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It's probably no accident that Edgar Lee Masters serialized his Spoon River Anthology in 1914-15; with daily news reports of fresh European horrors confronting a largely isolationist America, death was much on the national mind. Masters' blank-verse testimonials from the dead of a Midwestern graveyard must have touched a nerve in a public still reeling from the Titanic disaster and (although it could not have known it) about to face even greater atrocity in the sinking of the Lusitania, its country's inevitable entry into what was rather optimistically deemed The War to End All Wars, and the great influenza epidemic of 1918. (Is it inconceivable that the national plunge into heedless pleasure that characterized the 1920s was a delayed, if ostrich-like, reaction to so much ineluctable death?)
Coming so quickly on the heels of an entire century of wholesale slaughter, a new edition of Spoon River seems a necessary corrective, or at least a more immediate variation. In Sonnets for an Old Century, the playwright José Rivera limns the contours of his own set of newly departed. Rivera's piece, subtitled Monologues for the Theatre and currently on view at Manbites Dog Theater, meets the challenge handily. Some of his stories are a tad elliptical; but all of them contain not merely life, but lives, whole, and shining with humanity both common and decidedly uncommon.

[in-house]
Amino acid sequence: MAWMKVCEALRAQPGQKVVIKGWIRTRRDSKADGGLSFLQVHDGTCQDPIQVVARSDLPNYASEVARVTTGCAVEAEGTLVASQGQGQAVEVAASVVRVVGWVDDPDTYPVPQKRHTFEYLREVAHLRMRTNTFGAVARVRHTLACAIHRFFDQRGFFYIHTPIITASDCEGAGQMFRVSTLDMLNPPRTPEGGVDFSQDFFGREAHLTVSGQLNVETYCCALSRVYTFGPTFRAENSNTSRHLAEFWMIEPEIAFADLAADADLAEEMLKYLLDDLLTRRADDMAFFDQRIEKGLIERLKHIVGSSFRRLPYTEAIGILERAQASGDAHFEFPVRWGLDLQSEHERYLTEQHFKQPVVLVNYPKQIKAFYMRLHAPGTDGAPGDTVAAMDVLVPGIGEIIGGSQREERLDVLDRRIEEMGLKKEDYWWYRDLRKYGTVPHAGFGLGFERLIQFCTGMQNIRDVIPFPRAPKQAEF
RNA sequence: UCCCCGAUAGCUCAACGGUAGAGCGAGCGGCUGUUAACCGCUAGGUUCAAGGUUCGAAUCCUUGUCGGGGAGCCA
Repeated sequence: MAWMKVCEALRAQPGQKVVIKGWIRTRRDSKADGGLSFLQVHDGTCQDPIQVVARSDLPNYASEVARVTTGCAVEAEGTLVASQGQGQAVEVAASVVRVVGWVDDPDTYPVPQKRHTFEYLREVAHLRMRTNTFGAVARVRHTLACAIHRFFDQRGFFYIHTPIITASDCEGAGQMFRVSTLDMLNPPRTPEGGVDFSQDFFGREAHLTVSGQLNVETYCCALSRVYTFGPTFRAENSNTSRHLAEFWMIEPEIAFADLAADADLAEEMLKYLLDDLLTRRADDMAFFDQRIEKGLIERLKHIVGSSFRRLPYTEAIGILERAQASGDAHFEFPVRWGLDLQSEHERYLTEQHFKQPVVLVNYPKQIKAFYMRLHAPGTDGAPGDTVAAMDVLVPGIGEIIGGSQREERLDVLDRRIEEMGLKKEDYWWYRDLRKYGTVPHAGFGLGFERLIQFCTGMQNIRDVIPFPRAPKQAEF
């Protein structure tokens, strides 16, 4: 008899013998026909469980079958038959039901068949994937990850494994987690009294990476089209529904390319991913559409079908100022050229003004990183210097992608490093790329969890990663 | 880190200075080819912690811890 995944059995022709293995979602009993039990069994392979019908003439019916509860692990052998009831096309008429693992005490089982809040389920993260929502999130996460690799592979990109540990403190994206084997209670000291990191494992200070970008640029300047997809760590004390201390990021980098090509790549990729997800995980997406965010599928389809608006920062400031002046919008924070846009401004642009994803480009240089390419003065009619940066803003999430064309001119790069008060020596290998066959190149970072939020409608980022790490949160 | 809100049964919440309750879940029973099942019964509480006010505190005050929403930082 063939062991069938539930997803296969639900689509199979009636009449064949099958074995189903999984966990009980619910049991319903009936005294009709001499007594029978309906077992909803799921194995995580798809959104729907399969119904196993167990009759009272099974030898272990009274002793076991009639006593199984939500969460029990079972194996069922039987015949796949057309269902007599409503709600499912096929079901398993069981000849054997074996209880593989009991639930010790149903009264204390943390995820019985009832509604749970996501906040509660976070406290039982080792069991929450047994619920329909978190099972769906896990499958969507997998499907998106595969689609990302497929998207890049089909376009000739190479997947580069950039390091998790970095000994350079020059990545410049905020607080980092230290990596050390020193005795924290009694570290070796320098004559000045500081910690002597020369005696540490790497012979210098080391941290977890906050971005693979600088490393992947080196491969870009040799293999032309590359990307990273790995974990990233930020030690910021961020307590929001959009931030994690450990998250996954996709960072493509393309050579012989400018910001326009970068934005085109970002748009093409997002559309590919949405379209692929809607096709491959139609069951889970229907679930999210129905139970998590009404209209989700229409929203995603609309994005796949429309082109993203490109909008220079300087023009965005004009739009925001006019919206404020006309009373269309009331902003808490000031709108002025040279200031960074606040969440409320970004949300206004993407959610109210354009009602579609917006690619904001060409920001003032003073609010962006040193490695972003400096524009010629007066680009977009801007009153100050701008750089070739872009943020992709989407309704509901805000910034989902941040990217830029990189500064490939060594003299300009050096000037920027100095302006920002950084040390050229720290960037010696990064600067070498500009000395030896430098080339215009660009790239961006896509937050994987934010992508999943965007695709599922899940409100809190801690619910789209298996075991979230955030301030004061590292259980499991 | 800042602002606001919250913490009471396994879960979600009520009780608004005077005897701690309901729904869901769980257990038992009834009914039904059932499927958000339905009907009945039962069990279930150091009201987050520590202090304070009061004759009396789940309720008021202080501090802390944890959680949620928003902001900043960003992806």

Under the splendid direction of Jeff Storer, a flawless ensemble of 16 enacts Rivera's lively collection of dead souls and, in poetry ranging from the hilarious to the deeply moving, reminds us not only that every human being has a story, but that each personal history resonates perforce with vital meaning.
Given a script full of speech this opulently detailed, I'm tempted to fill this space with quotations. Equally, with a cast this perfect, it is tempting to dwell at length on the specifics of the individual riches displayed in what is almost a profligate fashion on the Manbites Dog stage. But half the joy of this experience, it seems to me, is to approach it without foreknowledge — to let its exquisite light envelope you as it will. I'll note merely that in a cast as uniformly radiant as any you'll see this season, Allison Kirkland, Beth Popelka, Julie Oliver, and Mario Griego are especially fine; and Nanci Burrows, Kendall Rileigh, and Rida Perez-Salazar are considerably more than that.
In Spoon River Anthology, the 96-year old Lucinda Matlock observes, "It takes life to love Life." Judging by these Sonnets, José Rivera must be as strong as an ox; his love is more like adoration.
Note: There will be no late seating for this show, which is performed without intermission.
Second Opinion: Sept. 17th Raleigh, NC News & Observer review by correspondent Adam Sobsey: http://www.triangle.com/calendar/theaterreview/story/1645347p-7869458c.html; Sept. 22nd Chapel Hill, NC Front Row Center review by Alan R. Hall: http://hometown.aol.com/theonlyarhall/reviews.html; and Sept. 22nd Durham, NC Independent Weekly review by Byron Woods: http://indyweek.com/durham/current/woods.html.
Manbites Dog Theater presents Sonnets for an Old Century Wednesday-Saturday, Sept. 22-25, at 8:15 p.m.; Sunday, Sept. 26, at 3:15 p.m. at 703 Foster St., Durham, North Carolina. $12 Wednesday-Thursday and $15 Friday-Sunday, with a $2 discount for advance purchase online at http://www.tix.com/Schedule.asp?OrganizationNumber=150. 919/682-3343. Manbites Dog Theater: http://www.manbitesdogtheater.org/2/. Cal State San Marcos José Rivera Bio: http://courses.csusm.edu/geh101cv/JoseRiveraBio.htm.